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the royal honour of the King's own blood. Besides much is in cipher which it will take time to read. Louis, you know, would not admit, save to those nearest his throne, the possession of the secret Spanish cipher."

The night passed by dismal and uncertain enough. I must confess to a great sinking of the heart when I saw Serigny's carriage roll away in the gray of the early morning, leaving me absolutely alone in my father's land of France, where in the short space of two weeks so much had transpired; much to be ever remembered, much I would have given worlds to forget.

It must have been a most forlorn and dejected looking creature that stood in the great square that sunless morning, peering into the mists which had absorbed the carriage. The solitude of vast untrodden forests breeds not that vacant sense of desolation which we children of nature feel in the crowded haunts of men. Face after face, form after form, voice after voice, yet not one familiar countenance, not one remembered tone, not the glance of a kindly eye; all is new, all is strange, all at seeming enmity. The defection of Jerome, my only comrade, was indeed a cup of bitterness. I dreaded to meet him, not knowing what tack he might cut away on. Yet I could not blame him; it was more of pity I felt.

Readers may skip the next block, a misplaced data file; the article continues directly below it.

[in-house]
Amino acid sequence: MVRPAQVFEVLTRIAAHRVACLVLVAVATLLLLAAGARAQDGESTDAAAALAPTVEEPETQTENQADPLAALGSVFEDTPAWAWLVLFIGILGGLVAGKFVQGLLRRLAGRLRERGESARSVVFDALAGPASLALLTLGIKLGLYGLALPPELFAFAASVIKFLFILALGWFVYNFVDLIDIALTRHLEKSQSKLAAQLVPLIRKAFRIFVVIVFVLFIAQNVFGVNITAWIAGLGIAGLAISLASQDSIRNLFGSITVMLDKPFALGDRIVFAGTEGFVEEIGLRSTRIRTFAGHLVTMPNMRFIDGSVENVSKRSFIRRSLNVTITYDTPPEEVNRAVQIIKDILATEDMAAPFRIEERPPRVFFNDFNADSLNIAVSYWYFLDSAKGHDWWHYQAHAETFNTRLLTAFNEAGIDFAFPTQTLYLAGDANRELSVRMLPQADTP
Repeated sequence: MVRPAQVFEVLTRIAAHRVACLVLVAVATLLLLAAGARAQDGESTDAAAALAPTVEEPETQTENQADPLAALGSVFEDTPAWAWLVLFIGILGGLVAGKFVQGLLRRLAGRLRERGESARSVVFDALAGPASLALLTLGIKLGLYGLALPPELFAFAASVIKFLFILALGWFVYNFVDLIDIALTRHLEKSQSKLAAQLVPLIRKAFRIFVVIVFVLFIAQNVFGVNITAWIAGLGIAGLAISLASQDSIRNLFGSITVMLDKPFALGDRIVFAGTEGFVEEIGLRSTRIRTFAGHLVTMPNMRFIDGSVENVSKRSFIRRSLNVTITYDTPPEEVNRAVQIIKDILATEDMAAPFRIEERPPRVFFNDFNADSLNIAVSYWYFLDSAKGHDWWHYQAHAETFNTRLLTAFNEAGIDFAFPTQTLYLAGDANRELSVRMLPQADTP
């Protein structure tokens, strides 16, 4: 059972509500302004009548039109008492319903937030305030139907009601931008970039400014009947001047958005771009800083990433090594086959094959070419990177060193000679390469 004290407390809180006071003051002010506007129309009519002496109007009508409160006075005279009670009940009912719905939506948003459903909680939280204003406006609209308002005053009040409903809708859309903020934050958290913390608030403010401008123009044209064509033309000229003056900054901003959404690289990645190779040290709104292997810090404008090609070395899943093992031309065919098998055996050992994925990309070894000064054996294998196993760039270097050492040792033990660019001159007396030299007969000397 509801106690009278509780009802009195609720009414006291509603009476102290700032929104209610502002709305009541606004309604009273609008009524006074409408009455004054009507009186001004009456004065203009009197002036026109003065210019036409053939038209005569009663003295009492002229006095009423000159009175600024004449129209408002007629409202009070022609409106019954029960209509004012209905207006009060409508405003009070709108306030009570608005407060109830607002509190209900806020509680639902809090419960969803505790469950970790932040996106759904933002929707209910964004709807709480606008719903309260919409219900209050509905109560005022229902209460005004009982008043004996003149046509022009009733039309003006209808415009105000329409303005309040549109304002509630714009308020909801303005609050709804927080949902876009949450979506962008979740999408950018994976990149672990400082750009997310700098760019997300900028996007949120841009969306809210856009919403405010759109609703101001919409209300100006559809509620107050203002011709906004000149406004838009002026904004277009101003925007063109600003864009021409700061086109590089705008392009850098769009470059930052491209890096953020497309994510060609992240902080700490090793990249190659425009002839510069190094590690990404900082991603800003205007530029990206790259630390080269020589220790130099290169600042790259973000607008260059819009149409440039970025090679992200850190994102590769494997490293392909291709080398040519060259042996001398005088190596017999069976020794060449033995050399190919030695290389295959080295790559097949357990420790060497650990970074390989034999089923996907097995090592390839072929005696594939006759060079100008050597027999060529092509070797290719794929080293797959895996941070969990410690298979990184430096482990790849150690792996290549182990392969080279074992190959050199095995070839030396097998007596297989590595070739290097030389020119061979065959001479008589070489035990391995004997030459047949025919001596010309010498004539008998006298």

I recall with great delight some of the minor occurrences of the next three or four days. After Serigny's departure, every afternoon at imminent risk I would take horse to Sceaux, and pursuing a by-way through the forests and fields, through which a wood-cutter first led me, ride hard to catch a glimpse of her who now